Thursday, May 3, 2007

May 3, 2007
'Gay acts harm no one' argument flawed

MR CHOO Zheng Xi ('Justify why gay acts should remain criminal'; ST, May 1) asserts that while individual liberties can be constrained to prevent harm to society, Section 377 should be abolished on the grounds that gay acts harm no one. Following this line of argument, laws requiring motorcyclists to wear helmets and motorists, seat belts, would have to be repealed because
no harm is caused to others when they fail to do so.

Therefore it is not always the case that clear harm to other people has to be proven before a particular law is enacted. H.L.A. Hart, the 20th-century philosopher, pointed out that the harm principle is justified only if most people make their choices in the ideal fashion - 'with adequate reflection or appreciation of the consequences'.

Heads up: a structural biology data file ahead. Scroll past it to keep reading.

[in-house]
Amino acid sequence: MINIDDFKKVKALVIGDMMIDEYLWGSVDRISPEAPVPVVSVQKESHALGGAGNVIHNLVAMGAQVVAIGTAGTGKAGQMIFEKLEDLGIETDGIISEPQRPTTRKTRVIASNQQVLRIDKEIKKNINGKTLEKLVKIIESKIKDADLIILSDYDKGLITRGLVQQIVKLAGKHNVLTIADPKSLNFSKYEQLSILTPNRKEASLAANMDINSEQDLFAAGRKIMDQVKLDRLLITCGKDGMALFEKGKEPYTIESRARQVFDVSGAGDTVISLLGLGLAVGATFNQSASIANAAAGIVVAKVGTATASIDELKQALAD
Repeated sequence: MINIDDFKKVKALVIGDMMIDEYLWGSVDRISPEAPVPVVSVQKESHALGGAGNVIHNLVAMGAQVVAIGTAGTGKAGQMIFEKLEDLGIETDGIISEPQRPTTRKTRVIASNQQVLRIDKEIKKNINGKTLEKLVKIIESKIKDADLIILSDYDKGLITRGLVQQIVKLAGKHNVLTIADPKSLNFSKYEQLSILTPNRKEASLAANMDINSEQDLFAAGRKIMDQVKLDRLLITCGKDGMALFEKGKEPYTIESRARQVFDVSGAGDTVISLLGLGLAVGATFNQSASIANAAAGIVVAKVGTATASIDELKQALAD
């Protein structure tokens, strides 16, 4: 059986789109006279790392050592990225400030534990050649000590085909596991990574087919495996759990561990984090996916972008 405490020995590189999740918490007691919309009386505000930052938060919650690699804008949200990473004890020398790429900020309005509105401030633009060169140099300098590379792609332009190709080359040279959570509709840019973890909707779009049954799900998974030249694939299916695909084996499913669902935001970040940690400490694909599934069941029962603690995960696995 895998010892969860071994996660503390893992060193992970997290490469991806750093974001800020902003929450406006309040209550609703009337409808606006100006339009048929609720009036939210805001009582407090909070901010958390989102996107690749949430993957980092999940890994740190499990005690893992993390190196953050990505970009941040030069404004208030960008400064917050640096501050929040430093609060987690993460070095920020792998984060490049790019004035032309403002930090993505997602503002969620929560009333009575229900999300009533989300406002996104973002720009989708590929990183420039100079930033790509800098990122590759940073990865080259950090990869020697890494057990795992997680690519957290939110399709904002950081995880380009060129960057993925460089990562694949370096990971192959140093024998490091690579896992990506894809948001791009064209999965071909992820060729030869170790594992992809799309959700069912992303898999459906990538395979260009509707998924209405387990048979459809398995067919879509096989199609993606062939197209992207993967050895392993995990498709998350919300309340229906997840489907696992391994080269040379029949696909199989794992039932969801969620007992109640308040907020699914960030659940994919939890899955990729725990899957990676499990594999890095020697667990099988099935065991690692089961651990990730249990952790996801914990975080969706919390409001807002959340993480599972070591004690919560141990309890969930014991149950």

In the real world, many external forces exert their influence on individuals. Professor Tan Seow Hon once argued in an article regarding the issue of unnatural sex that 'when longstanding laws rooted in morality are repealed, the effect on members of society who are hitherto neutral, and on
impressionable youths, may be disastrous'.

Decriminalising homosexuality is as much a moral stance as criminalising it. By decriminalising homosexuality, we are necessarily sending out a signal of approval because we have engaged one moral world view - that autonomy is an absolute value - when this view is in contention among different world views. Section 377 should be abolished only if there are rational reasons
for choosing that world view over another.

Istyana Putri Ibrahim (Miss)